The creation of new UK Freeports will soon be a reality, handing companies that wish to conduct their business there some key incentives.

Various questions are still being asked such as what constitutes a Freeport, when can those interested parties start the bidding process, and what exact benefits will be available?

The new UK Freeports

Simply put, this will be a geographically distinct area which will have different zones within it. A new UK Freeport can be any type of port; rail, air or sea, and the entire geographically distinct area – which will have various customs and tax benefits – must be contained within what is to be termed the ‘Freeport Outer Boundary.’ This cannot exceed 45km in length.

A primary customs site will be required to be built in the outer boundary – or inland as long as it’s possible to see the relationship between port and customs site, and monitoring for HMRC and UK Border Force is effective. A tax site needs to be built within the Freeport (ie not in its Outer Boundary), and must be no larger than 600 hectares. There remains the possibility to split this into three individual tax sites of no more than 200 hectares each, but this is only on the basis that an economic case is made for the same.

Any bidders will have to justify their tax site location, which the Government stress must be ‘in an area that is undeveloped and should ideally be located in areas with below national average GDP per head and above average national unemployment.’


The Bidding Prospectus is a document that has been in the public domain for some while now. Within the document was a note for all bids to be submitted no later than 12 noon on Friday, February 5, 2021.

Government ministers will announce the successful bids in the spring of 2021 after first assessing the candidates from March 2021 onwards. By the summer of 2021, those bidders who are successful will be able to get approval for their tax and customs sites as well as receiving their funds.

Customs benefits

There’s still some small print to be ironed out with regards to what customs benefits will be available, although it is believed that duty deferral and tariffs will be included.

Simplified import procedures will be a god-send for many, as will the ability to suspend import VAT on any goods that enter the customs site.

A customs duty exemption will apply on any imported goods made into finished goods on-site before being re-exported.

Tax benefits

  • Business Rates Relief: Applicable from October 1, 2021, for 5 years from when relief is first received, which has to be before September 30, 2026, in any event. The government intends to offer up to 100% relief and this is expected to apply to new or existing businesses in a Freeport tax site.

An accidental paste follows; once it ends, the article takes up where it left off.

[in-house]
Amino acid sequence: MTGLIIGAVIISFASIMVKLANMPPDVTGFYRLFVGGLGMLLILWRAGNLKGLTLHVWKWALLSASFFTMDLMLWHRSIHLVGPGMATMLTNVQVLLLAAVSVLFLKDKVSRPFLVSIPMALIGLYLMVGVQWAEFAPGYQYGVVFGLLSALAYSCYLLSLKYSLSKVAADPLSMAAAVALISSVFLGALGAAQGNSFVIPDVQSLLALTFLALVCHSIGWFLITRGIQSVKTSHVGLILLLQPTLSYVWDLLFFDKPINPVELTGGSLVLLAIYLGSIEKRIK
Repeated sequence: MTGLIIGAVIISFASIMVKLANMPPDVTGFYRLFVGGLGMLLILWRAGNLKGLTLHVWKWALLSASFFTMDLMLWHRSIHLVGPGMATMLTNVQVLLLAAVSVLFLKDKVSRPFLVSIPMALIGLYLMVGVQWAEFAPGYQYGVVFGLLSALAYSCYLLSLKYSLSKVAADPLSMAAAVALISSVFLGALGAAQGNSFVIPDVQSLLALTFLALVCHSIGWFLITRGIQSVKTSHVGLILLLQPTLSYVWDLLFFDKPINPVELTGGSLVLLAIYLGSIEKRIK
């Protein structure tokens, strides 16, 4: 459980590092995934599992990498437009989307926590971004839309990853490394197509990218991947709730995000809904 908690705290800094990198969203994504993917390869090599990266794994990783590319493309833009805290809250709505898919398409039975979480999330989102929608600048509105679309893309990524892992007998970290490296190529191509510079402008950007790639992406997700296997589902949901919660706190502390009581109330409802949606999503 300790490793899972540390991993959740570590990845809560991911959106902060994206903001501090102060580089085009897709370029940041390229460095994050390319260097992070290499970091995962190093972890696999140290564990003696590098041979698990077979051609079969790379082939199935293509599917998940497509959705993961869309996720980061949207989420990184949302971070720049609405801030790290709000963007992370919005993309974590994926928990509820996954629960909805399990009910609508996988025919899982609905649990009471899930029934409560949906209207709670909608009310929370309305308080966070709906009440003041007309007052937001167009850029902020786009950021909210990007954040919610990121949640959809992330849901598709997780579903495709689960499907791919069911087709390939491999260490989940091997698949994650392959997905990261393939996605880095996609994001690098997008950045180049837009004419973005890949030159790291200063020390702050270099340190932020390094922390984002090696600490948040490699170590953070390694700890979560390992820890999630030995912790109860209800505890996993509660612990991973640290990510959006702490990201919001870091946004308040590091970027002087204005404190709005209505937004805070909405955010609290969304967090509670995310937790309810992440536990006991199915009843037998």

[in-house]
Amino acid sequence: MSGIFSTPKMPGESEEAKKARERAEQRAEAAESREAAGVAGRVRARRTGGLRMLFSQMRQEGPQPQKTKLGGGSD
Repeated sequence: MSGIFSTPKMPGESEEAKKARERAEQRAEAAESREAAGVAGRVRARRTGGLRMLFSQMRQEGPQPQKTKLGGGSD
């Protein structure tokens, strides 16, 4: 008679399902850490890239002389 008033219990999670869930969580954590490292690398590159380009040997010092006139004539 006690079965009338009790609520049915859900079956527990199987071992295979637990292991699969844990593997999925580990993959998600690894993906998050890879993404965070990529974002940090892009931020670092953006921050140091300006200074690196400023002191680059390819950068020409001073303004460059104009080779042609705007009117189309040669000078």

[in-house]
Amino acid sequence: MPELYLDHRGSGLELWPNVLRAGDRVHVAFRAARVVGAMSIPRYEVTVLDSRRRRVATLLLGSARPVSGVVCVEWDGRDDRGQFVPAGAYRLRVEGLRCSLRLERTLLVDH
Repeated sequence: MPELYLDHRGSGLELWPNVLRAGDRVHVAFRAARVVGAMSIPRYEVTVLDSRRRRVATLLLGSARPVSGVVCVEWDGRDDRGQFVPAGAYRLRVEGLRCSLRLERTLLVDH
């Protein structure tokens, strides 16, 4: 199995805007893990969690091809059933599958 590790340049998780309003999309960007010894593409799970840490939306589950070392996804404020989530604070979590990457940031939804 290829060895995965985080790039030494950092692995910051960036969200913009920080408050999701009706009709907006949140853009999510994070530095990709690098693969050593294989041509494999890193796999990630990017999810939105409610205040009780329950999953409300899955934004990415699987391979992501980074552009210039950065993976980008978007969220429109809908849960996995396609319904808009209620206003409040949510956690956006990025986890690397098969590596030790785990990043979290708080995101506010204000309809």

• Employer National Insurance Contributions (NICs) Rate Relief: Staff will be classed as an employee if 60% or more of their working hours are spent in the Freeport tax site. The idea is for all employers within the tax site to be given the opportunity of paying 0% employer NICs for up to three years per employee and for earnings up to £25,000pa. This will start from April 2022 and be available until at least 2026, however, a Government review may see this extended until 2031.
  • SDLT: Will apply from April 1, 2021 until March 3, 2026, and is for the purchase of land used for a qualifying commercial activity. Such activities are yet to be determined.
  • Enhanced Structures and Buildings Allowance (SBA): Will apply from April 1, 2021 until September 30, 2026, and is for companies to be able to reduce taxable profits by 10% on investments over 10 years rather than the current 3% over 33.3 years. This relates to construction and renovations only, and buildings must be within the Freeport tax site as well as being non-residential.
  • Enhanced Capital Allowances (ECA): Will apply from October 1, 2021 until September 30, 2026. Relates to new machinery and/or plant assets, with the intention being that the Government provides relief to offset taxable profits. This is to be done by using the full cost of the qualifying investment – but in the same tax period that the cost was incurred.

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